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York County SPCA prepares to start taking in wild animals

Posted August 2

— Officials at the York County SPCA say they are beginning the process that will enable them to take in wild animals.

The SPCA anticipates it will mostly take in small mammals and birds that are orphaned or injured. It will only accept animals that are brought to its facility on Susquehanna Trail, rather than searching for them in the community.

"Given the void that we saw and the opportunity to maybe fill that need, we decided to dip our toe in the water and see how we could help," York County SPCA executive director Melissa Smith said.

The move comes amid the decline of wildlife rehabilitators in the area. Wendy Looker, one of those rehabilitators here in York County who founded Rehabitat 25 years ago, decided to retire, and her group decided to provide financial resources and know-how to the SPCA.

"They have the advantage of being centrally located, very well-known and having four veterinarians on staff," Looker said.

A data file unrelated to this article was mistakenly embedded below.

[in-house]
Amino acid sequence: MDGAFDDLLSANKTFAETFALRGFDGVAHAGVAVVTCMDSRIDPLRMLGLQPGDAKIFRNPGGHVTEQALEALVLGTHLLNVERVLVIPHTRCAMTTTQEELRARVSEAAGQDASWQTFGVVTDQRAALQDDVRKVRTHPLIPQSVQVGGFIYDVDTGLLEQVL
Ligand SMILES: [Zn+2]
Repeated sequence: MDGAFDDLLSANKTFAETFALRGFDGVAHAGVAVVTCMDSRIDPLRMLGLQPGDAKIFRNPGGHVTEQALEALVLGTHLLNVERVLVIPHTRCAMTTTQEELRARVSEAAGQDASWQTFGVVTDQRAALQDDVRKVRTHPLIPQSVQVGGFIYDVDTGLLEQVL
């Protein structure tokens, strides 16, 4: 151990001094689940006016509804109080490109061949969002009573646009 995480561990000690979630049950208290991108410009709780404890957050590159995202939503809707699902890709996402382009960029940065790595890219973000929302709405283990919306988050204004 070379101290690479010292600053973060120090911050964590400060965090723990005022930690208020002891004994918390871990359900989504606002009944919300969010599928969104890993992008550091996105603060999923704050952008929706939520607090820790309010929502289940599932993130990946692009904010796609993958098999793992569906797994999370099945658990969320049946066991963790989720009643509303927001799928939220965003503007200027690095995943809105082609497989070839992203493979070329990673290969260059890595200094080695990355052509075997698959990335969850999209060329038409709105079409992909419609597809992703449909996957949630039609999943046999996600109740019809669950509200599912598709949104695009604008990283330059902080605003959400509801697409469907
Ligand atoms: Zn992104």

Veterinarians are allowed under state law to treat wild animals for up to 72 hours before having to transfer them to a state-certified wildlife rehabilitator, but Looker says it can be a different kind of challenge.

"Typically, domestic animals aren't going to try to defend themselves and/or hurt you," she said. "Wild animals, of course, have different kinds of reactions, but frankly, the biggest difference is the stress level of the wild animal."

The York County SPCA already had its first experience with a wild animal in June, in which Looker brought in an injured hawk to the facility and the veterinarians examined it.

"It's the knowledge that we need to gain, and then it's having a holding area that we can have set a side for these animals because we don't intend to keep them long-term," Smith said. "We intend to just be sort of a halfway house until we can get them to the really experienced people that can help them."

The SPCA hopes to have its facility ready to take wild animals in by next spring. Until then, people who see a wild animal than may need attention can call the SPCA, which will point the caller in the right direction, Smith said.

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